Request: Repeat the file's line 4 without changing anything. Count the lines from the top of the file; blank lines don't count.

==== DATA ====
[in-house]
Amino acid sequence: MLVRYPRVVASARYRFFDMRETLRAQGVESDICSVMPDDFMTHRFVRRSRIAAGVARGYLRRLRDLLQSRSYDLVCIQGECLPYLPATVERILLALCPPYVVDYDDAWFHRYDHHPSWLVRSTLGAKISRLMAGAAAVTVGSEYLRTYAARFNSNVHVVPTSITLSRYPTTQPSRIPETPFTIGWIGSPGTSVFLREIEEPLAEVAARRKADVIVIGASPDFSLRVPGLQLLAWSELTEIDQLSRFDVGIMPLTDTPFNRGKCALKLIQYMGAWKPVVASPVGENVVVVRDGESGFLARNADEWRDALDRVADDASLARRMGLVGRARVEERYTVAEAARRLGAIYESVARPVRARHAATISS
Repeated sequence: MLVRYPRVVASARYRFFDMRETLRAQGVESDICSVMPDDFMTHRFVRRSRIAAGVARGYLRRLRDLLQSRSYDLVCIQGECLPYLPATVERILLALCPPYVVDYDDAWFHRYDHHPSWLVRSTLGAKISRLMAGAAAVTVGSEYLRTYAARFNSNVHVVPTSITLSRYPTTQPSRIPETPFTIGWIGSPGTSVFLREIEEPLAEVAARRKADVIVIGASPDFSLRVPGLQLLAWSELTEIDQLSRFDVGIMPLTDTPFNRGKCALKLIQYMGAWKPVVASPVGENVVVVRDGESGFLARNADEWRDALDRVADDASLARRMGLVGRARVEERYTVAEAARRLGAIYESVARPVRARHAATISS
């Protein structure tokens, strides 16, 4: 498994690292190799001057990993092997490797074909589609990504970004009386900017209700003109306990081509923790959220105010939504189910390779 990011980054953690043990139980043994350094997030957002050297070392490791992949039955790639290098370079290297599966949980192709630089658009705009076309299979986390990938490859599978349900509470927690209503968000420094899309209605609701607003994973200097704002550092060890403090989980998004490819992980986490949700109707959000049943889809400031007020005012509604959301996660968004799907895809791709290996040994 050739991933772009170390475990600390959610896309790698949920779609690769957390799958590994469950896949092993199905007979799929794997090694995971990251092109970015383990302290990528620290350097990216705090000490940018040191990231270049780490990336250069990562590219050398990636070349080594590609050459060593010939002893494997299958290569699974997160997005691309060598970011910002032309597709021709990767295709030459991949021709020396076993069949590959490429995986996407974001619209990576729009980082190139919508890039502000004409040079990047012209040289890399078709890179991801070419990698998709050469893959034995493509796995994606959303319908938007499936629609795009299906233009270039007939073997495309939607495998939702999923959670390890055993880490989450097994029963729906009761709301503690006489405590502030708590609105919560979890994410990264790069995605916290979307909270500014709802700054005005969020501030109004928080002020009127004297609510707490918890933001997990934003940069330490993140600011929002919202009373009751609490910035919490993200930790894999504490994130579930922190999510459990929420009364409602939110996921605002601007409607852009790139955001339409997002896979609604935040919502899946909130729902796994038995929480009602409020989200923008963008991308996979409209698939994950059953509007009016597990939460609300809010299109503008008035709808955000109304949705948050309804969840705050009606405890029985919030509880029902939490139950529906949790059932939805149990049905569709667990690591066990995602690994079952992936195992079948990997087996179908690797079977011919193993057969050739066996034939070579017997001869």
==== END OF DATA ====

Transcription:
């Protein structure tokens, strides 16, 4: 498994690292190799001057990993092997490797074909589609990504970004009386900017209700003109306990081509923790959220105010939504189910390779 990011980054953690043990139980043994350094997030957002050297070392490791992949039955790639290098370079290297599966949980192709630089658009705009076309299979986390990938490859599978349900509470927690209503968000420094899309209605609701607003994973200097704002550092060890403090989980998004490819992980986490949700109707959000049943889809400031007020005012509604959301996660968004799907895809791709290996040994 050739991933772009170390475990600390959610896309790698949920779609690769957390799958590994469950896949092993199905007979799929794997090694995971990251092109970015383990302290990528620290350097990216705090000490940018040191990231270049780490990336250069990562590219050398990636070349080594590609050459060593010939002893494997299958290569699974997160997005691309060598970011910002032309597709021709990767295709030459991949021709020396076993069949590959490429995986996407974001619209990576729009980082190139919508890039502000004409040079990047012209040289890399078709890179991801070419990698998709050469893959034995493509796995994606959303319908938007499936629609795009299906233009270039007939073997495309939607495998939702999923959670390890055993880490989450097994029963729906009761709301503690006489405590502030708590609105919560979890994410990264790069995605916290979307909270500014709802700054005005969020501030109004928080002020009127004297609510707490918890933001997990934003940069330490993140600011929002919202009373009751609490910035919490993200930790894999504490994130579930922190999510459990929420009364409602939110996921605002601007409607852009790139955001339409997002896979609604935040919502899946909130729902796994038995929480009602409020989200923008963008991308996979409209698939994950059953509007009016597990939460609300809010299109503008008035709808955000109304949705948050309804969840705050009606405890029985919030509880029902939490139950529906949790059932939805149990049905569709667990690591066990995602690994079952992936195992079948990997087996179908690797079977011919193993057969050739066996034939070579017997001869």